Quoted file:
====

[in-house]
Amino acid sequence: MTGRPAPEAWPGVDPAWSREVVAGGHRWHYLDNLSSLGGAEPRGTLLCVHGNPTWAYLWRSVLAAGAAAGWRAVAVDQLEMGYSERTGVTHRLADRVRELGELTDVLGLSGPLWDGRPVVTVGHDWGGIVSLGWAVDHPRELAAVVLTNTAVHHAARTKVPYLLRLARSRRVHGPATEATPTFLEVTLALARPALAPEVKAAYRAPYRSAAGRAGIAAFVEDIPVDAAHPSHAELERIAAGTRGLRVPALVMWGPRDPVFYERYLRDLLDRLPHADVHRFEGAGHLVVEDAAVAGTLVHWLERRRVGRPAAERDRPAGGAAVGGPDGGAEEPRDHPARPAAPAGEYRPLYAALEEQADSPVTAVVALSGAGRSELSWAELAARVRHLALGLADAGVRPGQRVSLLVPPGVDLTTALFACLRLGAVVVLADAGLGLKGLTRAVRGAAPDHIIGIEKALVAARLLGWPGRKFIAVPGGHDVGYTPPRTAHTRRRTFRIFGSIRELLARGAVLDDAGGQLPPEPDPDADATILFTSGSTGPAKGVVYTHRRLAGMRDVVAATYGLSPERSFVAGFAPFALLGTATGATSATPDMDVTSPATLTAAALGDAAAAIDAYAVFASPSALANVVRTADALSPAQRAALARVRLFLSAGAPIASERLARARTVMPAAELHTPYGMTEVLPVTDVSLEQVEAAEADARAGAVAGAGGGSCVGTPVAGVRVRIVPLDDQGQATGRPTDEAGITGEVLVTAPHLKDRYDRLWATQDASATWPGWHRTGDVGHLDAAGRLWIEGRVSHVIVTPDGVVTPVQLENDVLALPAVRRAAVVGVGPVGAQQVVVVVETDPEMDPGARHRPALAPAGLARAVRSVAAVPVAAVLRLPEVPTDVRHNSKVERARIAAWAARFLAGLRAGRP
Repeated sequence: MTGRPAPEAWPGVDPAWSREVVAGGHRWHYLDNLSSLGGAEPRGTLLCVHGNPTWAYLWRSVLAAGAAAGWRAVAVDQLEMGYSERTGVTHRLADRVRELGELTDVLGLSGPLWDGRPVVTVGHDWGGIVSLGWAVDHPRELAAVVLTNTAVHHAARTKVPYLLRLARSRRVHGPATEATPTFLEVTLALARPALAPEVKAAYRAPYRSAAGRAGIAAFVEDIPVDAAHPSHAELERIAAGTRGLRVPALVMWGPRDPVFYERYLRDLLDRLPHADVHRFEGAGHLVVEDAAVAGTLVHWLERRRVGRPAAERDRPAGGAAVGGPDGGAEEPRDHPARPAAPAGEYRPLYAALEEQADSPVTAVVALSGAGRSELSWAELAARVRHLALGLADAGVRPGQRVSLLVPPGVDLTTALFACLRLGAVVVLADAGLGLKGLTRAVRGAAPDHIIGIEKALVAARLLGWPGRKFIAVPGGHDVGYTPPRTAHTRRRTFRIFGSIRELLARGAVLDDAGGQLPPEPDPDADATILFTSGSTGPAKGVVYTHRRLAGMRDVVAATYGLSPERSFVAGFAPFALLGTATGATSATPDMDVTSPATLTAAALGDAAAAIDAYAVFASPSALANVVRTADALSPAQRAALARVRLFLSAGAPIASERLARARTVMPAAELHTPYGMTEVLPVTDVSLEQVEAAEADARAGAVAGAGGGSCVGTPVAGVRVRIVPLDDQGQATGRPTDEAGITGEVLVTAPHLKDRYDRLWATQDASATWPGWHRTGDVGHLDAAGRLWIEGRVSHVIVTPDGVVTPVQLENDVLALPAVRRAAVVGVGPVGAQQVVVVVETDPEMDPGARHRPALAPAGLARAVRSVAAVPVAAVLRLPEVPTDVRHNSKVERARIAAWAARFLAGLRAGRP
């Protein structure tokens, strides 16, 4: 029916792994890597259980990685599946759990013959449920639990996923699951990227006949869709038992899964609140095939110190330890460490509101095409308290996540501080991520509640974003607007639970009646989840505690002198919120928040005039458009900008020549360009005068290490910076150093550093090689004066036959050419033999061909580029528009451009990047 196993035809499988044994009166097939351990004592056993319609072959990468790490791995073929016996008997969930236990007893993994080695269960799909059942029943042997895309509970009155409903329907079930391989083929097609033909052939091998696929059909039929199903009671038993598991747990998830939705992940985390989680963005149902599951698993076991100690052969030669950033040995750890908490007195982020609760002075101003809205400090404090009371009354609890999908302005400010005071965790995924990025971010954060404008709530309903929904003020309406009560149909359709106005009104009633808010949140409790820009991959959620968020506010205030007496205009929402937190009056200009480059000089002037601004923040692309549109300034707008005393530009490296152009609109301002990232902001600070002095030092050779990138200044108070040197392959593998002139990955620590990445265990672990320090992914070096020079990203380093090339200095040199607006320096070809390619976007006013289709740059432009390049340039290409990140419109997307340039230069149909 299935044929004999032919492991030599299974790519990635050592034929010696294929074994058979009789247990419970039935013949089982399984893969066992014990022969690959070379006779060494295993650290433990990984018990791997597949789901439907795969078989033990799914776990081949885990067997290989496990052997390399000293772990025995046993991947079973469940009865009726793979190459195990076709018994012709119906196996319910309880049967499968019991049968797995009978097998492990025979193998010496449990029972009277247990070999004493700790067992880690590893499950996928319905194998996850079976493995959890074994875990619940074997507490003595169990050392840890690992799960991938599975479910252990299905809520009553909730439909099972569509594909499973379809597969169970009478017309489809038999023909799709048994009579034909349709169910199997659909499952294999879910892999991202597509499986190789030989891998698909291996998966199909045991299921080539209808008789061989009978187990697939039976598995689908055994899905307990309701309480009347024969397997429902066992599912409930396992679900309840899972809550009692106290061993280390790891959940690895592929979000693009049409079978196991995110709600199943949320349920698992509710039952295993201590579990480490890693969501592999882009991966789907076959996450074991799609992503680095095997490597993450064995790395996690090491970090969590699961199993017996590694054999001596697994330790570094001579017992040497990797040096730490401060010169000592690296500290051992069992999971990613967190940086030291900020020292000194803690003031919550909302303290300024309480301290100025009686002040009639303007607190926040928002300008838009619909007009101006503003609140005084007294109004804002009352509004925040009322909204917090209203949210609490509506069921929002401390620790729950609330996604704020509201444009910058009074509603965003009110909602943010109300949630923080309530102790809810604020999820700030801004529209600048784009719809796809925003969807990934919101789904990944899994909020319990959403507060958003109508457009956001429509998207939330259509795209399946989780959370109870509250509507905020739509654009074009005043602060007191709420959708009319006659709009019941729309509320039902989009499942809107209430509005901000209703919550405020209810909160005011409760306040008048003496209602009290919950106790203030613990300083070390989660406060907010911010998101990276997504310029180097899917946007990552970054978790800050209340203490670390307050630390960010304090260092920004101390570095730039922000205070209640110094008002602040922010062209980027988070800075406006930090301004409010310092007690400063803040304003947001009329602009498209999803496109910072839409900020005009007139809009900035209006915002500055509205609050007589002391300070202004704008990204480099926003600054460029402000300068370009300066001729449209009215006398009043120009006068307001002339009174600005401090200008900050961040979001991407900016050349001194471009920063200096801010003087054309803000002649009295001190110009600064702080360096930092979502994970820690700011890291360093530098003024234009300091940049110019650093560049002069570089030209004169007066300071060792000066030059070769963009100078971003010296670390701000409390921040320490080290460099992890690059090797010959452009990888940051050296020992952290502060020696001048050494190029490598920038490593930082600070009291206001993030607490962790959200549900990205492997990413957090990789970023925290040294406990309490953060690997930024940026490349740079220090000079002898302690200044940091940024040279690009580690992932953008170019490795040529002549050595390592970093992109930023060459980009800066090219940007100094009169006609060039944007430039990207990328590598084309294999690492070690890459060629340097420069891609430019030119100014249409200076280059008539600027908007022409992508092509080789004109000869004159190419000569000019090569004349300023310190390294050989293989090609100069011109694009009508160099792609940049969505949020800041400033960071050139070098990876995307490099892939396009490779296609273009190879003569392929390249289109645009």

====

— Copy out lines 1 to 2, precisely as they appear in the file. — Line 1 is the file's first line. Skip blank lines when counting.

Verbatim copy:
[in-house]
Amino acid sequence: MTGRPAPEAWPGVDPAWSREVVAGGHRWHYLDNLSSLGGAEPRGTLLCVHGNPTWAYLWRSVLAAGAAAGWRAVAVDQLEMGYSERTGVTHRLADRVRELGELTDVLGLSGPLWDGRPVVTVGHDWGGIVSLGWAVDHPRELAAVVLTNTAVHHAARTKVPYLLRLARSRRVHGPATEATPTFLEVTLALARPALAPEVKAAYRAPYRSAAGRAGIAAFVEDIPVDAAHPSHAELERIAAGTRGLRVPALVMWGPRDPVFYERYLRDLLDRLPHADVHRFEGAGHLVVEDAAVAGTLVHWLERRRVGRPAAERDRPAGGAAVGGPDGGAEEPRDHPARPAAPAGEYRPLYAALEEQADSPVTAVVALSGAGRSELSWAELAARVRHLALGLADAGVRPGQRVSLLVPPGVDLTTALFACLRLGAVVVLADAGLGLKGLTRAVRGAAPDHIIGIEKALVAARLLGWPGRKFIAVPGGHDVGYTPPRTAHTRRRTFRIFGSIRELLARGAVLDDAGGQLPPEPDPDADATILFTSGSTGPAKGVVYTHRRLAGMRDVVAATYGLSPERSFVAGFAPFALLGTATGATSATPDMDVTSPATLTAAALGDAAAAIDAYAVFASPSALANVVRTADALSPAQRAALARVRLFLSAGAPIASERLARARTVMPAAELHTPYGMTEVLPVTDVSLEQVEAAEADARAGAVAGAGGGSCVGTPVAGVRVRIVPLDDQGQATGRPTDEAGITGEVLVTAPHLKDRYDRLWATQDASATWPGWHRTGDVGHLDAAGRLWIEGRVSHVIVTPDGVVTPVQLENDVLALPAVRRAAVVGVGPVGAQQVVVVVETDPEMDPGARHRPALAPAGLARAVRSVAAVPVAAVLRLPEVPTDVRHNSKVERARIAAWAARFLAGLRAGRP